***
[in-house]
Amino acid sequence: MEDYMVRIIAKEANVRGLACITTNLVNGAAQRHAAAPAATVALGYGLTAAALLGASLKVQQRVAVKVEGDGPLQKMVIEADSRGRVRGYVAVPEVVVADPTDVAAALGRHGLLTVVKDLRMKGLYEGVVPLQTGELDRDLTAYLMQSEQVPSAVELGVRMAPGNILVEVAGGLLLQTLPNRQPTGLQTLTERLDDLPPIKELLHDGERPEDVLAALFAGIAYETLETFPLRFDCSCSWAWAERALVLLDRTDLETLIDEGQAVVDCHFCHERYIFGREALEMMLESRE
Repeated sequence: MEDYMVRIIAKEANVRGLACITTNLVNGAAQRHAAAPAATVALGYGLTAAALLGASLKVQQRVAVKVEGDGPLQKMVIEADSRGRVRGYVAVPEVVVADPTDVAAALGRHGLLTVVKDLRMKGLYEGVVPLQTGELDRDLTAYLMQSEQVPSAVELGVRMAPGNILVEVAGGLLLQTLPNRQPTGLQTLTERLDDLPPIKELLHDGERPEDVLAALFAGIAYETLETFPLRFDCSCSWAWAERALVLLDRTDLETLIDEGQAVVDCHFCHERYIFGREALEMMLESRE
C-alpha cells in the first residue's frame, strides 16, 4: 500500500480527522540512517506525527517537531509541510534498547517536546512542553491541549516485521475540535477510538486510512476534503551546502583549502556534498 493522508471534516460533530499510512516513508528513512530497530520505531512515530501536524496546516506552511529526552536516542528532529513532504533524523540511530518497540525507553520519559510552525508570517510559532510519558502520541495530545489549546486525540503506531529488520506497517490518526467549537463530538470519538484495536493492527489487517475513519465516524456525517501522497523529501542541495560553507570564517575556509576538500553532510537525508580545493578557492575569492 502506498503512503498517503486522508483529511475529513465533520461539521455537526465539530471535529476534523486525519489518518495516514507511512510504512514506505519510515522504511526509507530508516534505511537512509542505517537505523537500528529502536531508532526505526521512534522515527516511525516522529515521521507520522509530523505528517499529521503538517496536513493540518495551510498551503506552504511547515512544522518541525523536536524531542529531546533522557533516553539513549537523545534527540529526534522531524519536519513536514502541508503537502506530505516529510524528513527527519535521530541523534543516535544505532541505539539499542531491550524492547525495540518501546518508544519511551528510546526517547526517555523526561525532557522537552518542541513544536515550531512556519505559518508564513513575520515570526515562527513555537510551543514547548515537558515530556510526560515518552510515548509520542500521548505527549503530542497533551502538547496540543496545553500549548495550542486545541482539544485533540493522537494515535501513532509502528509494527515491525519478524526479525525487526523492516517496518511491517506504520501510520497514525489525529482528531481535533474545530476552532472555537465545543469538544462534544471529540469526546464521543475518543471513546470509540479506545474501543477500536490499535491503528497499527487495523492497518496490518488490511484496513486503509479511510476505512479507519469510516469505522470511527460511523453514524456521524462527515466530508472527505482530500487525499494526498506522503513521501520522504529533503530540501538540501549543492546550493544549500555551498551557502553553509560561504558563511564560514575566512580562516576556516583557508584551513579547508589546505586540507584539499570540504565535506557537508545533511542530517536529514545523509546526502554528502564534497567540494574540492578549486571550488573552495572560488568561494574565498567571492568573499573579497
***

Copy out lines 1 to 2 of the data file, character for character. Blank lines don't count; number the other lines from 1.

[in-house]
Amino acid sequence: MEDYMVRIIAKEANVRGLACITTNLVNGAAQRHAAAPAATVALGYGLTAAALLGASLKVQQRVAVKVEGDGPLQKMVIEADSRGRVRGYVAVPEVVVADPTDVAAALGRHGLLTVVKDLRMKGLYEGVVPLQTGELDRDLTAYLMQSEQVPSAVELGVRMAPGNILVEVAGGLLLQTLPNRQPTGLQTLTERLDDLPPIKELLHDGERPEDVLAALFAGIAYETLETFPLRFDCSCSWAWAERALVLLDRTDLETLIDEGQAVVDCHFCHERYIFGREALEMMLESRE